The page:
This has an impact not just on his career, but his relationships as well.

“Both my partners are understanding in general. I think, though, that it promotes a sense of disconnection. I can't actually open up about my personal life at work, which means that I kind of have to keep my distance from my coworkers - and good teaching is highly collaborative, so that makes a genuine impact.”

Darren, who is in a ‘triad’ relationship (i.e. dating two other people who are also dating each other) and is expecting a baby soon, faces similar issues. He explains:

“My professional life has me in a management role, in a very traditional company. Homosexuality, transgender issues, and “non-traditional lifestyles” are publicly accepted, but prevent career advancement, and are quietly shunned.

“Having to call my boyfriend a housemate takes a toll. I have to lie to a lot of people around me, manage my language, and be careful of what details of my weekend and evenings I share. My relationship isn’t impacted directly, but the stress that this 'double life' causes can take a strain.”

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Hearing these stories make me question whether the nuclear family is actually as dominant as we think. Is there an underground of people breaking our relationship norms but who are unwilling or unable to talk about it? Figuring this out may be difficult, but we can get a sense. 

I spoke to Brook Urick, the public relations manager of a new dating site for people interesting in exploring non-traditional relationships, called OpenMinded. In the site's launch week, it had 36,000 sign-ups and now has a total of 185,400 members.

Interestingly, this membership is extremely diverse. The site has roughly equal numbers of self-identified cis male and cis female sign-ups, whilst approximately 45 per cent of members identify as heterosexual, with 23.5 per cent and 22 per cent identifying as bisexual and homosexual respectively. Spreading across the US, UK, Canada, Australia and France, this represents a relatively broad swathe of our population.

Yet this growing community still faces significant discrimination. Gallup polling out of the United States from last year showed only 16 per cent of Americans found ‘polygamy’ to be morally acceptable. That is an increase of 9 per cent over the past 14 years. As I’ve noted before,it is often the most progressive communities who react so strongly to non-traditional relationships out of fears that discussion of the issue will result in the rollback of hard-fought wins. The people who we often feel we should be able to turn to are also often the ones who reject us first.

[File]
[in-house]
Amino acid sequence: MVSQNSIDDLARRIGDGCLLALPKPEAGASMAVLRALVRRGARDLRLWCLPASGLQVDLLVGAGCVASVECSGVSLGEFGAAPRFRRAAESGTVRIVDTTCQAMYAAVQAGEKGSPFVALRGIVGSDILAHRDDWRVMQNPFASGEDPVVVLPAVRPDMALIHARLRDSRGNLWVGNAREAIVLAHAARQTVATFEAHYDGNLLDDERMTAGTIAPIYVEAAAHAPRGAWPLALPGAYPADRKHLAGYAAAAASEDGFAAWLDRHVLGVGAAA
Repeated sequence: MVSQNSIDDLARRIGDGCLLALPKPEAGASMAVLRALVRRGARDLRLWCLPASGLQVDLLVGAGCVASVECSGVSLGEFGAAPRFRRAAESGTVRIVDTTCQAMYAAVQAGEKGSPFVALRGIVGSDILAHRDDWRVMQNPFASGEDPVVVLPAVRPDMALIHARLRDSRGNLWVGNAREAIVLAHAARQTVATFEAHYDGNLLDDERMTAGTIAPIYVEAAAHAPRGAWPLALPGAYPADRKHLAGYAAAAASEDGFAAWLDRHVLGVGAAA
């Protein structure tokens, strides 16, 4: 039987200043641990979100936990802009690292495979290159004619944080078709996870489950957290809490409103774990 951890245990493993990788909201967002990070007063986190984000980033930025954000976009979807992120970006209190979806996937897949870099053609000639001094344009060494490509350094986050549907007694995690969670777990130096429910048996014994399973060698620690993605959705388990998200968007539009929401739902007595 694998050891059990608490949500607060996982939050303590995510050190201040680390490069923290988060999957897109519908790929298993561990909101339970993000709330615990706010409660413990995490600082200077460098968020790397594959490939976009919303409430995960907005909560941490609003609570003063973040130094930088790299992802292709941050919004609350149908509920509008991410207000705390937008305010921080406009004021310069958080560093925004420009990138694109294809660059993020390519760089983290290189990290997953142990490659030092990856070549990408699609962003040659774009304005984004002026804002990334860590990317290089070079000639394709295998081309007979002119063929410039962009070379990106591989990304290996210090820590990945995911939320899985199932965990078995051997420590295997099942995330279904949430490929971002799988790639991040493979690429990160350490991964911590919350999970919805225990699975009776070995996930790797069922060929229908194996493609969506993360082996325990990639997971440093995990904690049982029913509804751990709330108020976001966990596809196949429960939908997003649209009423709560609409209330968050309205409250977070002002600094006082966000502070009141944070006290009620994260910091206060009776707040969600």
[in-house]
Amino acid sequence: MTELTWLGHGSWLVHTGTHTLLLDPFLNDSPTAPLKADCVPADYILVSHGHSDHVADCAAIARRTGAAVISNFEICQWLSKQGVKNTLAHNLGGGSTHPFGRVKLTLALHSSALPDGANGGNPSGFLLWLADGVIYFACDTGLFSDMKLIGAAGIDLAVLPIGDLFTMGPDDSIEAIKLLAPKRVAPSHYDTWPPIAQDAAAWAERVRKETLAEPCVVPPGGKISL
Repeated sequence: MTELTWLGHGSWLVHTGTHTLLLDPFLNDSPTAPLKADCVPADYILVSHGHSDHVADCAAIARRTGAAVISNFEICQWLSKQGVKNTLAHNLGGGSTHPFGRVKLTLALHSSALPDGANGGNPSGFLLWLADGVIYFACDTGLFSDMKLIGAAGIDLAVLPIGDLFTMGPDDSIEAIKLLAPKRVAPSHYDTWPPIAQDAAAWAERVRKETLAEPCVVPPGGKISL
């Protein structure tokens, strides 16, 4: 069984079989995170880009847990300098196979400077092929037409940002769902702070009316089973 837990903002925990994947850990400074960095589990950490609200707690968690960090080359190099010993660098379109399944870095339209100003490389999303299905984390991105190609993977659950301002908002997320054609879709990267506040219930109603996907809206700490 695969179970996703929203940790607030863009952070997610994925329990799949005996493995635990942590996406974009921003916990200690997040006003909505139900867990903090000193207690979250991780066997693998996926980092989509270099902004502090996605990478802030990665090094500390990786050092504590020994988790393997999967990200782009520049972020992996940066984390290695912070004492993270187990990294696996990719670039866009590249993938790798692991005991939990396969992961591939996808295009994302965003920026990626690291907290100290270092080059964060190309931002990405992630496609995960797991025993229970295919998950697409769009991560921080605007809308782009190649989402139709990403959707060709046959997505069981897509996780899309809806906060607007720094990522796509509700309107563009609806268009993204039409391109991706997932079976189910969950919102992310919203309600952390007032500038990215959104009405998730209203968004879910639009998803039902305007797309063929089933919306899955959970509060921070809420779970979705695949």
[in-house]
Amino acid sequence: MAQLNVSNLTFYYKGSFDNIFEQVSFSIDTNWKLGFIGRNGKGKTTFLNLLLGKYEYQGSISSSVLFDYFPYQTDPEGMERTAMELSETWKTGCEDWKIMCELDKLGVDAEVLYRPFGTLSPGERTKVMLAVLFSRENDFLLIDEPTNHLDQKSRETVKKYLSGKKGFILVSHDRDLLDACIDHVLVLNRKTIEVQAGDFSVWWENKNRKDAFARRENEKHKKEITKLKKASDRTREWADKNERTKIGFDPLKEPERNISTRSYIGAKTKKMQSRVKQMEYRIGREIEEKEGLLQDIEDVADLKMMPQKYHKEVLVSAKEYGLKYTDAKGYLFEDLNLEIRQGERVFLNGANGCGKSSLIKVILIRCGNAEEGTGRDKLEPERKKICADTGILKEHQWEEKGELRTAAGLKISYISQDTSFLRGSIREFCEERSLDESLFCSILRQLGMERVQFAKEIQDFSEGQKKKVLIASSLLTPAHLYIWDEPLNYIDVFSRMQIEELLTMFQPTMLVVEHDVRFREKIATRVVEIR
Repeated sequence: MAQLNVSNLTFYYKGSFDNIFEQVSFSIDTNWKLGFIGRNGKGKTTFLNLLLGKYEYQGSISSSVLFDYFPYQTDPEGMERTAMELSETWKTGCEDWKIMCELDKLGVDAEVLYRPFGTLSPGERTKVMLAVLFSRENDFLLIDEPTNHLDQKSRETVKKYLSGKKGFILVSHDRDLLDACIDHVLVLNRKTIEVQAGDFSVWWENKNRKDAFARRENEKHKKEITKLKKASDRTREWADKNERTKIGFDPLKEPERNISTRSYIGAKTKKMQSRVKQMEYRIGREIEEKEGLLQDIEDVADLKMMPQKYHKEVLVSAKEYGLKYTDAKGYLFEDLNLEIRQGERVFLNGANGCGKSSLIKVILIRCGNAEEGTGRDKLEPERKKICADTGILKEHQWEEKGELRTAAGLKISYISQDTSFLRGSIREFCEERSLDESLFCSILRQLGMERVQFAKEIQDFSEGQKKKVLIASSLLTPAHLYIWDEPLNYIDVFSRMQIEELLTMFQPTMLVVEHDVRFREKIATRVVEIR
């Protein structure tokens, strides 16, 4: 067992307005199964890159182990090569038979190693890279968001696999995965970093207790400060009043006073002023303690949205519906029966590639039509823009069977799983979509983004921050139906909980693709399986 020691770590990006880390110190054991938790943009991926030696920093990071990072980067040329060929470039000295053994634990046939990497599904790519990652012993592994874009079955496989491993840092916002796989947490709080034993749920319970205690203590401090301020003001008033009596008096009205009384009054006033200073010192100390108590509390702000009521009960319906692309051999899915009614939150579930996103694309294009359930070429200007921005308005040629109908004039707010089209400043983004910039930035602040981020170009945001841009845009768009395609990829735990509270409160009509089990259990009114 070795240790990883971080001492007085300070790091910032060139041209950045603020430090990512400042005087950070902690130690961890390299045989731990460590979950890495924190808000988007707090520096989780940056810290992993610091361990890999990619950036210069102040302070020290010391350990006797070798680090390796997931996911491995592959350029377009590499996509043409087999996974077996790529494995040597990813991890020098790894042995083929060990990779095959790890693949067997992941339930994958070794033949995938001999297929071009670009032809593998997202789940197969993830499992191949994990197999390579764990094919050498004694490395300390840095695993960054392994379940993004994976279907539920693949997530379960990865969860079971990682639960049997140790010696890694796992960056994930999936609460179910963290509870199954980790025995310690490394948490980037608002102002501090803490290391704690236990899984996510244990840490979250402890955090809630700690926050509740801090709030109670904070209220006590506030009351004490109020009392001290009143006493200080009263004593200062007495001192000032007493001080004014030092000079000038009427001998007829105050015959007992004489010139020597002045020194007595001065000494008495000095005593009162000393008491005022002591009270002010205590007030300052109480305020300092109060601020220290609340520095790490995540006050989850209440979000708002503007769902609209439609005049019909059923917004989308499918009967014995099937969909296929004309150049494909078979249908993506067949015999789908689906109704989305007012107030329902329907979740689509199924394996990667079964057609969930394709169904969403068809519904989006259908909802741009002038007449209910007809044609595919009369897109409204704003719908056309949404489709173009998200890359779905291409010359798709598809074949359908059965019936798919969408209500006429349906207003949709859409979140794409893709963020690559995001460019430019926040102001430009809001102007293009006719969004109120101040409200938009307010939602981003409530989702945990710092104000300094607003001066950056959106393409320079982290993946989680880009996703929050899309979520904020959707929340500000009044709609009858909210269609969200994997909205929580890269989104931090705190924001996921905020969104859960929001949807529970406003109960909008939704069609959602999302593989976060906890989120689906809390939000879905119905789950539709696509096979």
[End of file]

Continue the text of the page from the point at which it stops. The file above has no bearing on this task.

"It would be good if more people could be 'out' about non-monogamy, but the world just can't cope. It's a shame because it can be a good thing. I have had a really positive experience with it overall."

This, again, is born out in my own research. Linda is in a non-monogamous relationship with her partner of more than 12 years. Being out to virtually no one, she lamented how people would react.

“Almost no one can deal with the idea of non-monogamy, so there's really no point becoming the freak show,” she said.

“I think it's kind of a pity that we have to keep it a secret. It would be good if more people could be 'out' about non-monogamy, but the world just can't cope. It's a shame because it can be a good thing. I have had a really positive experience with it overall.”

This is the reality many people still face. A growing segment of the community who cannot and do not feel comfortable talking about their relationships. These are not people who are breaking the law or engaging in harmful activities. They simply love or have sex with more than one person at a time. Yet, in doing so, they are still required to hide in shadows, suffering stigma, fear and shame.

**All names have been changed for this article to protect people’s identities.